Study Links Opium to Serious Medical Conditions and Early Death

Study Links Opium to Serious Medical Conditions and Early Death

Research published in the British Medical Journal has found that long term opium users are more than twice as likely to die from cancer, respiratory conditions, tuberculosis, and circulatory disease.

The study — referred to as The Golestan Cohort Study (GCS) — raises questions about the long-term use of prescription opioids, which are derived from opium, in the treatment of chronic pain.

“In high income countries doctors rarely, if ever, encounter someone who uses opium. However millions of patients with chronic pain are prescribed opioids such as morphine and codeine that may carry risks that are incompletely understood,” said Assistant Professor Irfan Dhalla from St. Michael’s Hospital in Toronto. “For the management of chronic non-cancer pain, a better prescription may be caution,” Dhalla wrote in an accompanying editorial.

This GCS study was conducted in Golestan Province in northern Iran, where recreational opium use is relatively common. Over 50,000 adults who use opium were followed for an average of five years. Researchers excluded participants who began taking opium for a pre-existing chronic illness.

Although researchers adjusted for health risks like cigarette smoking and poverty, they found that opium users were 86 percent more likely to die from asthma, cancer, chronic pulmonary disease and other major health problems. Individuals who consumed opium over an extended period of time, even in low does, were twice as likely to die due to major causes.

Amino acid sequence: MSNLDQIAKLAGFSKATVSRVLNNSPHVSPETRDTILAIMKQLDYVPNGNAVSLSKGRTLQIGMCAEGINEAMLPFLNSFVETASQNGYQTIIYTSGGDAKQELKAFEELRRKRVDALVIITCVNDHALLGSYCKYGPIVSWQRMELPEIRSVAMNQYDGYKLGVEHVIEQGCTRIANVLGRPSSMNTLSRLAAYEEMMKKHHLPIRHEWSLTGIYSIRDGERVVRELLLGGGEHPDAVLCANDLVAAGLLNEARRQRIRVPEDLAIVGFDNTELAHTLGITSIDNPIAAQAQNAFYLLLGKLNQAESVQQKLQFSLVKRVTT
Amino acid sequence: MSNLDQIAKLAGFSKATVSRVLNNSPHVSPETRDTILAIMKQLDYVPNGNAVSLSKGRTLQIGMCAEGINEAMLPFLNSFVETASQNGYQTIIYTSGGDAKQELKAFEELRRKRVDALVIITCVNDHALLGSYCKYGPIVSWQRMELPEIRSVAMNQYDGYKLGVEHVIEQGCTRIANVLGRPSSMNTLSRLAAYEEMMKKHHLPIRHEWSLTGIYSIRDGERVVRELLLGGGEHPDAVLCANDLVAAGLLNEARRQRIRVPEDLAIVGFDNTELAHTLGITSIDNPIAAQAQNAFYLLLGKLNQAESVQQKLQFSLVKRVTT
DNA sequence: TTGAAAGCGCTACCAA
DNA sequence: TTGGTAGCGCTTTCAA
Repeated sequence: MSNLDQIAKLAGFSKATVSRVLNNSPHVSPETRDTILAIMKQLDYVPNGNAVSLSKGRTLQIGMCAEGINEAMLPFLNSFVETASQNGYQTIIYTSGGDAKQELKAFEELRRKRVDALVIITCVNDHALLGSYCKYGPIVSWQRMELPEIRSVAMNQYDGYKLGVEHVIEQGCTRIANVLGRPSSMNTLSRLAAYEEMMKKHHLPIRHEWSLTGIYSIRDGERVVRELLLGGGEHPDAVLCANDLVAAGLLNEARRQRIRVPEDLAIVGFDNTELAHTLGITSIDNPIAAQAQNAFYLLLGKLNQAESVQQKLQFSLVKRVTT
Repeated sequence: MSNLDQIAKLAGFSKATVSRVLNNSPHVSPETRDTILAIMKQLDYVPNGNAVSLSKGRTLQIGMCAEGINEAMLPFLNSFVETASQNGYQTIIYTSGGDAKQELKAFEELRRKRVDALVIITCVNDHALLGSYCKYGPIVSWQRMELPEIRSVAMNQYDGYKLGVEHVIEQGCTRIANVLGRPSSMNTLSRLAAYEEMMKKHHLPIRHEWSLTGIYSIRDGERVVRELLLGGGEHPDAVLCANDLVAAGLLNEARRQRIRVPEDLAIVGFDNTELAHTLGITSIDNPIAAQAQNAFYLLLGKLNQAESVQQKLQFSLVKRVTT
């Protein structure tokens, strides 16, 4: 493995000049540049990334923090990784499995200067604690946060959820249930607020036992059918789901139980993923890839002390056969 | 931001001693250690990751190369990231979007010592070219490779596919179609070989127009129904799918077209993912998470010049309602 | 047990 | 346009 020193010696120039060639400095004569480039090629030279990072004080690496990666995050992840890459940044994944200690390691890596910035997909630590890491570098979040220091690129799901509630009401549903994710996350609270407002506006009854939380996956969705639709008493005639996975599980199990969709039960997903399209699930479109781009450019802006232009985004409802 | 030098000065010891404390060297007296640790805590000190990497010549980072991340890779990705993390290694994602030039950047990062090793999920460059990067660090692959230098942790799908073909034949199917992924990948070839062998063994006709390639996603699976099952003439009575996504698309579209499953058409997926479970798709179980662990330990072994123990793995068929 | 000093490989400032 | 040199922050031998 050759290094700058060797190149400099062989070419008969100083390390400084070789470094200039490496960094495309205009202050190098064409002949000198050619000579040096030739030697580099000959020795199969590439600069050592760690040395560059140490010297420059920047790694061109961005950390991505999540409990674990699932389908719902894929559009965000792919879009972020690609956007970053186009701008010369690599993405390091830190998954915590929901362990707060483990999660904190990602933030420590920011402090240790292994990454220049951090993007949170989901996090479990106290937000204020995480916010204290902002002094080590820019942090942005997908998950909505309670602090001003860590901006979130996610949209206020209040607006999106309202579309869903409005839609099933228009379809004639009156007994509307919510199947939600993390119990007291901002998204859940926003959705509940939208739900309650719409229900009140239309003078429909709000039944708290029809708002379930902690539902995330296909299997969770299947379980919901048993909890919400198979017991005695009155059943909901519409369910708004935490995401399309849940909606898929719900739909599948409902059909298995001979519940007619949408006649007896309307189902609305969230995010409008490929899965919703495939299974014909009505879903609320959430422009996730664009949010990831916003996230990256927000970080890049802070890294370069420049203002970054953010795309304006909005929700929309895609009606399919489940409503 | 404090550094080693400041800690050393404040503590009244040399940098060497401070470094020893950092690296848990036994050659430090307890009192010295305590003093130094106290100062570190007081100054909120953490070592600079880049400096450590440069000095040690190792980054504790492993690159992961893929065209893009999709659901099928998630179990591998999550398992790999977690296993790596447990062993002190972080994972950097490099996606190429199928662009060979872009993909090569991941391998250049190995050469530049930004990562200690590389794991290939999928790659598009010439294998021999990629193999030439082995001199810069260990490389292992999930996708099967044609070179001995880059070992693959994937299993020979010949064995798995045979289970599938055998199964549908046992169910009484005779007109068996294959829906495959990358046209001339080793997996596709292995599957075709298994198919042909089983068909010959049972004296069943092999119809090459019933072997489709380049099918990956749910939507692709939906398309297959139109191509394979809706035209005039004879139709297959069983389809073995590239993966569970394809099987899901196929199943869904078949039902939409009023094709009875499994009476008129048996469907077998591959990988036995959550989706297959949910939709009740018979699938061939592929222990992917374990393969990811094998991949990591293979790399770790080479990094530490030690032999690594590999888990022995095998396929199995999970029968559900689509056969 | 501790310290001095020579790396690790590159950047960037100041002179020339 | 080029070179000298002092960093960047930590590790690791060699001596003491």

Increased risk of death was associated with both opium ingestion and opium smoking. The findings were also similar for smokers and non-smokers, women and men, and people who live in rural and urban communities.

“Long term recreational opioid use, even at relatively modest levels, causes important increases in death from multiple different causes,” said study co-author Paul Brennan, head of the Section of Genetics at the International Agency for Research on Cancer in Lyon,France.

While the study centered on opium for recreational use, the findings also have implications for opium-derived painkillers used for medicinal purposes. The study is the first of its kind to measure the risk of death in opium users compared to non-users. Worldwide, approximately 20 million people use opium or one of the drug’s derivatives.

Authored by: Elizabeth Magill

There is 1 comment for this article
  1. mark maginn at 4:10 pm

    It must be noted that Irfan Dhalla is a member of PROP an organization that works hard, regardless of what they might say, to curtail the legitimate prescription of legal, opioid, medicines for for people suffering from chronic life altering pain.

    Are we really to take this research report wherein people using opium recreationally in Iran, most likely not under the supervision of a prescribing physician, and opium that is not likely regulated so that different people would be receiving the same quality and strength of opium. In this case, I wouldn’t consider opium used for recreation is equivalent to opioid medicines legally prescribed by physicians here in the US.

    Are we to believe that recreational use of unregulated opium not supervised medically is the equivalent of opioid medicines being prescribed to legitimate patients in pain not using the medicine for recreation? That’s quite a leap, Dr. Dhalla.